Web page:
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Opening the Books to the Public

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  • DGHarrison
    The following information comes from the Taxpayers League of Minnesota. It would be good to have our learned members visit the temporary site and leave
    Message 1 of 2 , Feb 16, 2007
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      The following information comes from the Taxpayers League of Minnesota. It would be good to have our learned members visit the temporary site and leave feedback. We don't get a lot of opportunities like this.

      Doug Harrison
      New Hope, MN
      Last fall in this space I noted the passage of the Coburn/Obama Federal Funding Accountability and Transparency Act – a bill which would create a “Google”-like, searchable database of federal spending. The folks at the Office of Management and Budget who will be creating the website (due to appear in January 2008), are currently out with a temporary site (www.FederalSpending.gov), designed to “solicit feedback from the public on how to shape the search engine of the website to generate the most complete results.” Stop by, take a look and give them your two-cents. Also mentioned previously in this space, that same type of legislation is making its way through the legislative process in St. Paul. The Minnesota bill, HF 376/SF 416 authored by State Rep. Erik Paulsen (R-Eden Prairie) and State Sen. Ann Rest (DFL-New Hope), aims to provide the same type of accountability for any entity receiving state funds. -- Mark Giga, Taxpayers League of Minnesota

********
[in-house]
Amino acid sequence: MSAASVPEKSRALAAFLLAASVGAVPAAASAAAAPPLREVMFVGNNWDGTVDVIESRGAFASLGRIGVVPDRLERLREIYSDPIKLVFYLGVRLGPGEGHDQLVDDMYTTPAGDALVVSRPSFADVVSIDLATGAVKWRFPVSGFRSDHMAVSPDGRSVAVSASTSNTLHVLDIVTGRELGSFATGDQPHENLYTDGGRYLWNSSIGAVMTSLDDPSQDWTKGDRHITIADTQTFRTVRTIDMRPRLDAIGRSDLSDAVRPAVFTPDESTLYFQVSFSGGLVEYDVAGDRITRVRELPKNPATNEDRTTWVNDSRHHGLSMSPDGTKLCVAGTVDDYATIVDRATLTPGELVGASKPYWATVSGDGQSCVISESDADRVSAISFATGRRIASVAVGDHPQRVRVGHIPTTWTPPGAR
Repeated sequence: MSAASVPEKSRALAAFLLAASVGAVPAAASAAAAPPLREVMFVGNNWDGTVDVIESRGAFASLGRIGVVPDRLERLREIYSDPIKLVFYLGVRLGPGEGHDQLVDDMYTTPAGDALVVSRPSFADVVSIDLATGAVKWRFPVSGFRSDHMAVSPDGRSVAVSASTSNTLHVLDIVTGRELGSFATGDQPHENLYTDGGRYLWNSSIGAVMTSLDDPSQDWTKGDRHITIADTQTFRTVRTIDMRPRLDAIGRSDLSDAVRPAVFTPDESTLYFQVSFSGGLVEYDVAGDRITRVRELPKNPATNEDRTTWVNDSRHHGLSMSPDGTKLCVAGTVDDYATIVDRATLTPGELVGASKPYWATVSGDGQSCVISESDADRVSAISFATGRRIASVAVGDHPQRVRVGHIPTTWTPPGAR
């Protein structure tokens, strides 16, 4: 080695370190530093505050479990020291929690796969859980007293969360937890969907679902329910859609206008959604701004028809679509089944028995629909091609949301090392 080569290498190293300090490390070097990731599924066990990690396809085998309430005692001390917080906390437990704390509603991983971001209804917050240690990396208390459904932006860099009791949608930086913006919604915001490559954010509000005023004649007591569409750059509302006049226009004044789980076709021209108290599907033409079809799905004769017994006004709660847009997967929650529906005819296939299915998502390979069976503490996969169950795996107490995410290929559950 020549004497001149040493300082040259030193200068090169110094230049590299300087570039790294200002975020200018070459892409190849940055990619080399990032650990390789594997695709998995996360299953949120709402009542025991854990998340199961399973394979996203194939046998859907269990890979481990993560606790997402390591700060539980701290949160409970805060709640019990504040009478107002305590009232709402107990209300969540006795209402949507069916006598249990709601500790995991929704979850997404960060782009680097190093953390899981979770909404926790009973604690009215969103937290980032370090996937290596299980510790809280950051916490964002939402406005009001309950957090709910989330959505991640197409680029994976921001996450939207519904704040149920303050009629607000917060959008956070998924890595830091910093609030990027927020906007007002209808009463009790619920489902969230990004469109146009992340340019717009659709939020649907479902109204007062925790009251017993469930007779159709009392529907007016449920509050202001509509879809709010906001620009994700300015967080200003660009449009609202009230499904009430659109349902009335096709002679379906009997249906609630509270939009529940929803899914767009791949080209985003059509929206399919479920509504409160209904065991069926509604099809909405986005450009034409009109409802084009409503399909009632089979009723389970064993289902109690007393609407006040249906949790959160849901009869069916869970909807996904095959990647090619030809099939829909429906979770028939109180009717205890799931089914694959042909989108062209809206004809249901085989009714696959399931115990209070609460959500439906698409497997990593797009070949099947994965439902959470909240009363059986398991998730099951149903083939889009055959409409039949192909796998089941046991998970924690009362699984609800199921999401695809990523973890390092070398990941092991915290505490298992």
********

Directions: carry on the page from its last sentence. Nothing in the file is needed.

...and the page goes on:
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    • DGHarrison
      This was my first response to the request for public input: You indicate that the following information will be made available: 1. the name of the entity
      Message 2 of 2 , Feb 16, 2007
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        This was my first response to the request for public input:
        You indicate that the following information will be made available:

           1. the name of the entity receiving the award;
           2. the amount of the award;
           3. information on the award including transaction type,
              funding agency, etc;
           4. the location of the entity receiving the award; and
           5. a unique identifier of the entity receiving the award.

        In addition to that information, we must also have the following:

           6. the names of the persons responsible for requesting
              the awards;
           7. the relationships between those requesting the awards
              and those receiving the awards;
           8. the bills in which the awards appeared;
           9. the names of the lawmakers who voted "for," "against,"
              or "present"; and
          10. periodic follow-up reports on whether the awards were
              wasted or put to good use by the entities that received
              them.


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